Al Hanna's Eastern Raider F/C line started as a full size supercharged Charger in 70, an injected Pinto around 72, then a blown Pinto. After Hanna split with teammate Joe Mundet in 75, Mundet campaigned a Dale Pulde driven Eastern Raider Mustang II (which won Bakersfield) and Monza on the West Coast for the first half of the year, while Hanna and Bill Dee campaigned the "Original Eastern Raider" Pinto back east. By 76 Hanna was running the sole Eastern Raider entry, confined activities mainly to the East Coast, but did tour for a short period with the Coke Cavalcade. In the 80s Hanna moved on to jet powered funny cars, which he still races today. Pictured flopper is Hanna's 79 entry. (David Hapgood photo)


Division 5's Clint Miller debuted the Mountain Monza at the 76 Phoenix Winter Classic, is shown scorching the paint at 76 NHRA Winternationals. Many other flopper teams during the decade weren't as lucky as fire was the most serious and common disaster F/C drivers had to deal with. Following a rash of fires, NHRA mandated on board fire extinguishers in 71 which, due to early teething problems with the set-ups, didn't always produce the hoped-for results. Few teams escaped the carnage during the 70s. In fact, SS&DI reported that between 1 Jan 73 and late March 73, 18 nitro floppers had been destroyed by crash and/or fire. A nowhere near all inclusive list of floppers lost to fires in the 70s includes Al Bergler's Vega, MT's Grand Am, Frantic Ford, Eastern Raider Pinto, Trojan Horse Mustang, Brutus Mustang, Fred Goeske's Duster, Sam Miller's Mustang, King Camaro, Custom Body Arrow, Bruce Larson's Camaro, Bad Habit Pinto, etc, etc, etc. (Photo by John Shanks, used with permission)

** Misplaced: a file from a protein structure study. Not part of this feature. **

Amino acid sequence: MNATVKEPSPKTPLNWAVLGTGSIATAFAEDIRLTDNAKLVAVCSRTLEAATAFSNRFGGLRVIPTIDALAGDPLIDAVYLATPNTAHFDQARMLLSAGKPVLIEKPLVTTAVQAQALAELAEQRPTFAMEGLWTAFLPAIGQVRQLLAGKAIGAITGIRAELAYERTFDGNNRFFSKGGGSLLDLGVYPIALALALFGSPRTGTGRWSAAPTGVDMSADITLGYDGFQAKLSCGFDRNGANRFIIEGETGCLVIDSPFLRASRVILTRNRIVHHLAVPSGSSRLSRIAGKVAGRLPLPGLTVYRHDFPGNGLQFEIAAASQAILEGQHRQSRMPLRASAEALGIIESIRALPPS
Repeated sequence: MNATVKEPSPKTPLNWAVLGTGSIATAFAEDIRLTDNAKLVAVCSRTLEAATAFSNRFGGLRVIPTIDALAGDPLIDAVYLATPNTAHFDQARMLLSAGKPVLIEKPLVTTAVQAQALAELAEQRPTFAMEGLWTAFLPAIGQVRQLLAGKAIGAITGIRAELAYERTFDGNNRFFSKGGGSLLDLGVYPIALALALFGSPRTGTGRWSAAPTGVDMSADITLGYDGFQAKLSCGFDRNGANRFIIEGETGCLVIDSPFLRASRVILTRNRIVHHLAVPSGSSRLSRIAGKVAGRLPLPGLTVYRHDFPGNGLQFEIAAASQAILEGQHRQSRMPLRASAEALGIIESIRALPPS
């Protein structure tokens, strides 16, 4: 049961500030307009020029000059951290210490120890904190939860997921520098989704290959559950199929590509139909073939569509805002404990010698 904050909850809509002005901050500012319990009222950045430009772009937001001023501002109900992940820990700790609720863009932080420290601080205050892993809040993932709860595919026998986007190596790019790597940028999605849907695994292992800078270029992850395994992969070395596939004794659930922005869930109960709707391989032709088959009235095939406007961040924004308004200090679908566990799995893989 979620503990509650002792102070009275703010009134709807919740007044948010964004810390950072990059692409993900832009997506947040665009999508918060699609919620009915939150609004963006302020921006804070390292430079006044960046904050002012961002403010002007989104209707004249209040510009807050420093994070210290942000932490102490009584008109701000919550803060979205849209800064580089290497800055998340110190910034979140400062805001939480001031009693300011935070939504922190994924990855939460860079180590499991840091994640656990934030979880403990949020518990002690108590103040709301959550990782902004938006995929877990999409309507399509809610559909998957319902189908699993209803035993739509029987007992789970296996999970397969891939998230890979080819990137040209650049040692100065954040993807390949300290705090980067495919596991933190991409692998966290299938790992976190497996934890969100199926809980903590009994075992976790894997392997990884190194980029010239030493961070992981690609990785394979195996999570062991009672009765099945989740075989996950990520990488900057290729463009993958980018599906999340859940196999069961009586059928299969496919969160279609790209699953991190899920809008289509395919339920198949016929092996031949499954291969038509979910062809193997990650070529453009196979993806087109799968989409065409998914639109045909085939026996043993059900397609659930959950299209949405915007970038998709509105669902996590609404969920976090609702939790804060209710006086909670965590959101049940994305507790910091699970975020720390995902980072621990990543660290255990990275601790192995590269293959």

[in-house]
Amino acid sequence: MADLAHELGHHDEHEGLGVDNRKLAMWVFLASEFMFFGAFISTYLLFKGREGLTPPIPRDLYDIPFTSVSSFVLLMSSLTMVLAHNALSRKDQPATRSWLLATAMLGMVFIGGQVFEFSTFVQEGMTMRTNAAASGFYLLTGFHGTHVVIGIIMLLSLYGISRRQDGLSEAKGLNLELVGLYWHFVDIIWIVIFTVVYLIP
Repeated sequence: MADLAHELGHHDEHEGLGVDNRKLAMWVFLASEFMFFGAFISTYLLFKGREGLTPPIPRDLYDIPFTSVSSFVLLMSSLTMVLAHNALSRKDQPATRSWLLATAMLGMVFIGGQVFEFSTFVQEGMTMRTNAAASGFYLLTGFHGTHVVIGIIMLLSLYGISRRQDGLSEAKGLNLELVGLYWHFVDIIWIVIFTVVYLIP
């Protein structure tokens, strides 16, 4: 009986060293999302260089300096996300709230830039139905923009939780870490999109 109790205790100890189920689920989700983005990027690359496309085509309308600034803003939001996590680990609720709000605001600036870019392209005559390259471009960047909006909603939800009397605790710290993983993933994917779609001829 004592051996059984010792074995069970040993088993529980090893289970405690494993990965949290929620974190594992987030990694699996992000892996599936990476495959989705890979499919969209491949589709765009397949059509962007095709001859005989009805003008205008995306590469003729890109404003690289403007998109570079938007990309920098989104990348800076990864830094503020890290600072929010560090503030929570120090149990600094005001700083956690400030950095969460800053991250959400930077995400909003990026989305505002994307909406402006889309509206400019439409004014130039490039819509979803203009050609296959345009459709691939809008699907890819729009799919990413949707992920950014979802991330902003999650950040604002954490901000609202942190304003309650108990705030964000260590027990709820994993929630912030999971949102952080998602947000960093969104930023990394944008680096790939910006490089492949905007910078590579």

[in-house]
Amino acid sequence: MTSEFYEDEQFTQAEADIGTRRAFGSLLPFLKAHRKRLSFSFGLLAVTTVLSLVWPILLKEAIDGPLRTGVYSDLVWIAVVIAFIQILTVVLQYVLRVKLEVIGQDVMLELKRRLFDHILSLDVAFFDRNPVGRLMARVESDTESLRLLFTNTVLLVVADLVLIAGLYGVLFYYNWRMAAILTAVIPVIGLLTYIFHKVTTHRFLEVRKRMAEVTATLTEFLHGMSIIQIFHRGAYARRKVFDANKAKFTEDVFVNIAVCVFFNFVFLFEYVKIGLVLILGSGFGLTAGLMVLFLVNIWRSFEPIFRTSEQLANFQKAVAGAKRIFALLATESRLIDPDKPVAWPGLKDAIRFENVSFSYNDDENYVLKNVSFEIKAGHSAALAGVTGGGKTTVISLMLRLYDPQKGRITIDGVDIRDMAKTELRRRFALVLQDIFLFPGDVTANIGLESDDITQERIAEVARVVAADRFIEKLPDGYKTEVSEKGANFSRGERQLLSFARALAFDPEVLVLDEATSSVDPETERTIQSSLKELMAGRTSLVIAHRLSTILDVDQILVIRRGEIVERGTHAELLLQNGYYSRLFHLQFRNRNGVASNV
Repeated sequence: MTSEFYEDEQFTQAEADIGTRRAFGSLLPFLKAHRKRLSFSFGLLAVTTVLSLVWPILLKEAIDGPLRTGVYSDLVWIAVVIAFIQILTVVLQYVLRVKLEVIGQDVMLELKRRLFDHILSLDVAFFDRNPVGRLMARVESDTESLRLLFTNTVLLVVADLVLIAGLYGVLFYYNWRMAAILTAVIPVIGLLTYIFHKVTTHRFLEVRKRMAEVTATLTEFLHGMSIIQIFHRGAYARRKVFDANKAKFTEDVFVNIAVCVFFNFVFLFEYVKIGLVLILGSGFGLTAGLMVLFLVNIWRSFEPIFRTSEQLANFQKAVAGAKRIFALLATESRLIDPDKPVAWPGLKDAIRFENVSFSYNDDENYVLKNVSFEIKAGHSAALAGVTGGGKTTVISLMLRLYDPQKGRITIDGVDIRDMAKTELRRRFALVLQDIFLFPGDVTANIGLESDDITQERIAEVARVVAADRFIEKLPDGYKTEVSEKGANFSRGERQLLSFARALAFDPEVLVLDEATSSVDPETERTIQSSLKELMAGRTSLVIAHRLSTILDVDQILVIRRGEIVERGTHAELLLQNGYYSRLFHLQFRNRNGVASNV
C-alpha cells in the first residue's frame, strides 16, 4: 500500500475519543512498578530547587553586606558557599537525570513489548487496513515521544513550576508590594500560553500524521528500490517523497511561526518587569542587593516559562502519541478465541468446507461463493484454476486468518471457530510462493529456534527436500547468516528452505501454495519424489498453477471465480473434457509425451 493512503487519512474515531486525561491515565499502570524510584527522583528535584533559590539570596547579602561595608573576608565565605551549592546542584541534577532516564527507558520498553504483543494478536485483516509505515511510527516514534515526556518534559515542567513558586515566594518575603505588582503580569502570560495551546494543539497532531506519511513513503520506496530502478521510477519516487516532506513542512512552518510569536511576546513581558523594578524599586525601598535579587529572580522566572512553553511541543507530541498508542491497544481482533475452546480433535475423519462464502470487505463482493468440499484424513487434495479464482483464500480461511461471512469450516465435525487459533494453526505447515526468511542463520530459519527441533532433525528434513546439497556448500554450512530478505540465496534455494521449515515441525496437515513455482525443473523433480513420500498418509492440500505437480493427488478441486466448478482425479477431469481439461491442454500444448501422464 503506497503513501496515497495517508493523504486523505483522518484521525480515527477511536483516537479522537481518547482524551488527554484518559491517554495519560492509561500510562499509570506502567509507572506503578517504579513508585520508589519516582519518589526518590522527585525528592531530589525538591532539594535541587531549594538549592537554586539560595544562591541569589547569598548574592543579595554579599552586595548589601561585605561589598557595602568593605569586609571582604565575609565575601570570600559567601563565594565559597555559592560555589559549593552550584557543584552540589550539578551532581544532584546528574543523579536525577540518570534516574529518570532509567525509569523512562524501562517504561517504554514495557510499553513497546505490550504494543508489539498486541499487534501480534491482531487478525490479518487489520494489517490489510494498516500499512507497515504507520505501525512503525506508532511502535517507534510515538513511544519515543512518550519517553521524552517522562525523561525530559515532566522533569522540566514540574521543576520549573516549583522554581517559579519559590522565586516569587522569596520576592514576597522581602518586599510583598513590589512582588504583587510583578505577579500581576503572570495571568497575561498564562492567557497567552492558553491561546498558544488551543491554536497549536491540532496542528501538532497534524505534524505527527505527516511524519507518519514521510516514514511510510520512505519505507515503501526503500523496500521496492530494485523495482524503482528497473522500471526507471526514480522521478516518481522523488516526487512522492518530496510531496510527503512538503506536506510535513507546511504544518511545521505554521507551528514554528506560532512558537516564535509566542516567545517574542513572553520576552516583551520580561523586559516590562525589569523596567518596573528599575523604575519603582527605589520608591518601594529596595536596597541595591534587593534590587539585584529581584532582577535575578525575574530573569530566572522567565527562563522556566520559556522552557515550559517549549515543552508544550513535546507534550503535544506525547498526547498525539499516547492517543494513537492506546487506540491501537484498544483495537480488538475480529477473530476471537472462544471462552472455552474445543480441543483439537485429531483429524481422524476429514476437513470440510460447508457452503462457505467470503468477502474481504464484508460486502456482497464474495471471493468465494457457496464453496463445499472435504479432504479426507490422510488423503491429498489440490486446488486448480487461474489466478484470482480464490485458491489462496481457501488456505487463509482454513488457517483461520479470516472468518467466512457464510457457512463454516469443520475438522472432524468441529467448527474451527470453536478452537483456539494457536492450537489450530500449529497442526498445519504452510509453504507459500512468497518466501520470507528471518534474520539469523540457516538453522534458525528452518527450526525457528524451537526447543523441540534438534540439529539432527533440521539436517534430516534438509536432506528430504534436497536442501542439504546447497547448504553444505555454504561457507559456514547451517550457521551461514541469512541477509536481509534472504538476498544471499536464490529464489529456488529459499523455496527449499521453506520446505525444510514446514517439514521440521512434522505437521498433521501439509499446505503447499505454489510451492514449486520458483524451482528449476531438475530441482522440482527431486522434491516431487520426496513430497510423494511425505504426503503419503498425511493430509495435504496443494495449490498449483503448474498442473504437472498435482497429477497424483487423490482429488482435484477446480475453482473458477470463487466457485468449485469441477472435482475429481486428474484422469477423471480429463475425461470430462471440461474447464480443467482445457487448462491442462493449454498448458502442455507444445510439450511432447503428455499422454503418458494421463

The Super Shops Arrow at the AHRA Winternationals, 78. Car debuted in 77 at the NHRA World Finals for shake-down passes with Super Shops' AA/FA shoe Dave Hough at the wheel. Hough drove the car through mid-78 when Pat Foster took over the helm. Foster became the third member of the Cragar 5 Second Club with a 5.99 in Apr 79 and won the 79 Div 7 F/C championship in this car. Ed McCulloch took over the reins of a new Super Shops Arrow in 1980, won the NHRA Nationals that year. Car was well known for it's "Win This Car" front spoiler although rumor has it this car was not the car given away. In fact, this car showed up for sale in the Jan 81 issue of National Dragster... being offered by Super Shops... mmmmmm?!?! (JW Last Photo)


Like Mr. Norm, Maryland's Bob Banning believed in the "Win on Sunday, sell on Monday" philosophy. Like many east coast floppers of the early 70s, the team came up through the gas injected F/C ranks in the late 60s, moved up to a supercharged nitro burner in 1970. But unlike most teams, driver Tom Sneden and wrench Dave Reitz didn't seem to have too much concern with painting their race car green; a superstitious, undesirable color. While strictly an east coast performer, this flopper was built using west coast expertise; Gilmore chassis, Keith Black stroker, paint by Kirby, Youngblood lettering. Biggest event win came at the 8th Annual Cars Magazine Championship at Atco, NJ., in 72. Bob Mayer drove the car in 73 to close out its career. (Photo courtesy of Drag Racing Memories)